The State also relies on the proposition, taken from State v. Jamison, 64 N.J. 363, at 378-379, 316 A.2d 439 (1974) that since Thompson never claimed his Fifth Amendment privilege against self-incrimination but merely stated that he would not testify, the prosecutor had reason to hope that he would answer questions on the stand.
This argument is not persuasive. Jamison was a case where, during a recess in the jury selection for the trial of A for a stabbing, an accomplice, B, informed the prosecutor (who then informed the court) that it was he, not A, who had stabbed the victim. On voir dire before the judge, he admitted the stabbing and exculpated A, thus contradicting an earlier statement to the police in which he inculpated A. Because of the seriousness of the admission, the judge appointed counsel for the witness, and counsel informed the court that the new testimony was withdrawn and that B would claim his Fifth Amendment privilege. The Supreme Court ruled that the judge's intervention was not warranted and probably deprived A of B's exculpatory testimony, albeit its credibility was open to challenge because of his first inculpatory statement.
In footnote 1, at pp. 373-374 of 64 N.J. 316 A.2d 439, reference is made to the practice, when the State calls an accomplice or co-participant, of conducting a voir dire examination first to avoid having the jury draw unfavorable inferences against defendant, and the rule under which the State can be precluded from calling the witness before the jury when he declines to testify on the voir dire. The policy considerations for that practice and rule are noted as not applicable in the reverse situation, when the defense wishes to call the witness, though no final articulation is made.
In any event, Jamison is not applicable because it presented the reverse situation, one where the defense wished to call the witness, not where the prosecution did.
Argument based on Thompson's failure formally to claim the Fifth Amendment is misplaced. First of all, these are not the McCarthy days during which a witness who did not pronounce the exact abracadabra was in jeopardy of being held to have waived the privilege. In the second place, Thompson could not raise a valid Fifth Amendment claim about the robbery of Dupont. He had pleaded guilty to that very charge, on the same indictment, and had been sentenced. Whatever Thompson was asked about the Dupont robbery, his answers could not amount to self-incrimination on that offense. His only risks were if he lied, in which case he could be charged with perjury or false swearing, for which the law gives no license, or if he refused to answer after being ordered to do so, in which case he could be punished for contempt or subjected to coercion as a recalcitrant witness. Cf. 18 U.S.C. § 6002, and 28 U.S.C. § 826.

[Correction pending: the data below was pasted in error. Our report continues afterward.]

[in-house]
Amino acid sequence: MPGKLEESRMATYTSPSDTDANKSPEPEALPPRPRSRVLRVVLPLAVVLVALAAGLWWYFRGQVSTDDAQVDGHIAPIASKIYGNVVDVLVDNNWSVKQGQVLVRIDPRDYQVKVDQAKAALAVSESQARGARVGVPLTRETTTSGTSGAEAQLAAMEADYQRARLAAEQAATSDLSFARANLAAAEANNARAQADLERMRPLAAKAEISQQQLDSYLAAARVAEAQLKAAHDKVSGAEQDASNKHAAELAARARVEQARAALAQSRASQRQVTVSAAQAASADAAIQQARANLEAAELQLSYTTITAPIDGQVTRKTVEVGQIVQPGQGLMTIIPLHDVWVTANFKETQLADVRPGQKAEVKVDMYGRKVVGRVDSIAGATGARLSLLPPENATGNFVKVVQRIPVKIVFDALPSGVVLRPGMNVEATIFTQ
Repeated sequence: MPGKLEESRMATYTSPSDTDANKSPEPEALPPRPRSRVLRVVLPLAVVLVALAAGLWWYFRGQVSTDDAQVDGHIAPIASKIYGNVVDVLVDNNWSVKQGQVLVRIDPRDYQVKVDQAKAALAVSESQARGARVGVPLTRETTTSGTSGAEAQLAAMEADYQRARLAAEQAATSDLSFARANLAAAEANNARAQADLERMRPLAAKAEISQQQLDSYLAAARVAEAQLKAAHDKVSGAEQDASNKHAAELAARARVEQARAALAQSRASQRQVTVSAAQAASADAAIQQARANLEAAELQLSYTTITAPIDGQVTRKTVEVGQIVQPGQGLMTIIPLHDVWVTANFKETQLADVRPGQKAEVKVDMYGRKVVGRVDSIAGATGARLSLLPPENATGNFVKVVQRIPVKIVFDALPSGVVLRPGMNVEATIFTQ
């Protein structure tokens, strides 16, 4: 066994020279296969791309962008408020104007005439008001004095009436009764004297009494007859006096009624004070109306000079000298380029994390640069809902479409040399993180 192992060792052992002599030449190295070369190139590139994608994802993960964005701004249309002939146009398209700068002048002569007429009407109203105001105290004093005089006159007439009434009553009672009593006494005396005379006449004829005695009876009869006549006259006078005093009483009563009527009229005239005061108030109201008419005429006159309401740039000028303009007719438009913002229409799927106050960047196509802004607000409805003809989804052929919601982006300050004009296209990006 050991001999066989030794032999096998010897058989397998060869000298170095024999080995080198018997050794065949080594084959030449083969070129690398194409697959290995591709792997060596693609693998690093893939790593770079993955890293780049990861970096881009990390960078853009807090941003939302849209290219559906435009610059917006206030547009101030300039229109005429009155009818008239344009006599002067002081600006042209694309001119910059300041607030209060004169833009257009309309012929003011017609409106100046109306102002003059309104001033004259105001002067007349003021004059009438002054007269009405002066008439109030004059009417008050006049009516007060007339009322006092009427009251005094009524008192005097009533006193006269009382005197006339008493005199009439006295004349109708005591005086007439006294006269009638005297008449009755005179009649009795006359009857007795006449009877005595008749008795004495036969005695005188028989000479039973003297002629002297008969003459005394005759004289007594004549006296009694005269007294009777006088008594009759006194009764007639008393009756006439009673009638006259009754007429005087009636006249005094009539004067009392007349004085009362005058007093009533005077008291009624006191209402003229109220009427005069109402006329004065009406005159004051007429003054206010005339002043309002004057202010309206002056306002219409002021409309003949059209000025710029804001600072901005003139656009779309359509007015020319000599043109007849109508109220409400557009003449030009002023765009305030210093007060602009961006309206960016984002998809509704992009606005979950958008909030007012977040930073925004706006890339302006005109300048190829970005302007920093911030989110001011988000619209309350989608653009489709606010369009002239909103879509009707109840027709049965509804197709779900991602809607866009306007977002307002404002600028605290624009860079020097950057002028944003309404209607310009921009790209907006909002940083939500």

To put this case in its proper context, a number of aspects must be considered,
One : under New Jersey law, the fact that a witness has been convicted of a crime is one of the matters that may be shown for the purpose of affecting his credibility. See N.J.S. 2A:81-12 (but note that the final phrase, "but no conviction of an offender ... upon which the conviction was based", is superceded by reason of the "Official Note" to N.J.Ev.Rule 60(20), dealing with a hearsay exception in civil proceedings). With some variations by limitation, Fed.Ev.Rule 609 is essentially the same.
Two : it has long been common practice in both State and Federal courts, to allow the party who has called a witness to elicit on direct examination of his own witness any prior conviction of the witness. This is on the theory that the fact will be elicited anyway on cross-examination, and to allow it to be elicited on direct helps to neutralize any "sting" effect that might wrongly give the jury the impression that the party who called him was trying to foist an unreliable witness on them.
For federal cases reflecting the practice before the enactment of Fed.Ev.Rules 607 and 609, see Application of Holley, 205 F. Supp. 933 (D-N.J., 1962); U.S. v. Freeman, 302 F.2d 347(CA-2, 1962); U.S. v. Chamley, 376 F.2d 57 (CA-7, 1967).
See, also, for a specific note on the practice of allowing the party calling a witness with a criminal record to elicit the record on direct examination, Wigmore, "Evidence", § 900, especially footnote 1 at p. 667.
Despite a dearth of treatment of the subject in primary and secondary authorities, the practice was already long established and widely recognized by the profession, bench and bar, 40 or more years ago. One of the classic examples (unfortunately not a reported case) is State v. Workman (Essex County, N.J.), in which Charles (The Bug) Workman was tried for the murder of Arthur Flegenheimer (Dutch Schultz) at the Palace Chop House in Newark, on October 23, 1935. See U.S. v. Flegenheimer, 14 F. Supp. 584, at 592 (D-N.J.1935); ordered stricken from the records, 110 F.2d 379, at 381 (CA-3, 1936). Some five years later one Abe (Kid Twist) Reles provided information inculpating Workman as "the one who shot the Dutchman". At Workman's trial, Reles was the star witness for the prosecution. It was at the conclusion of his relevant, inculpatory testimony that ...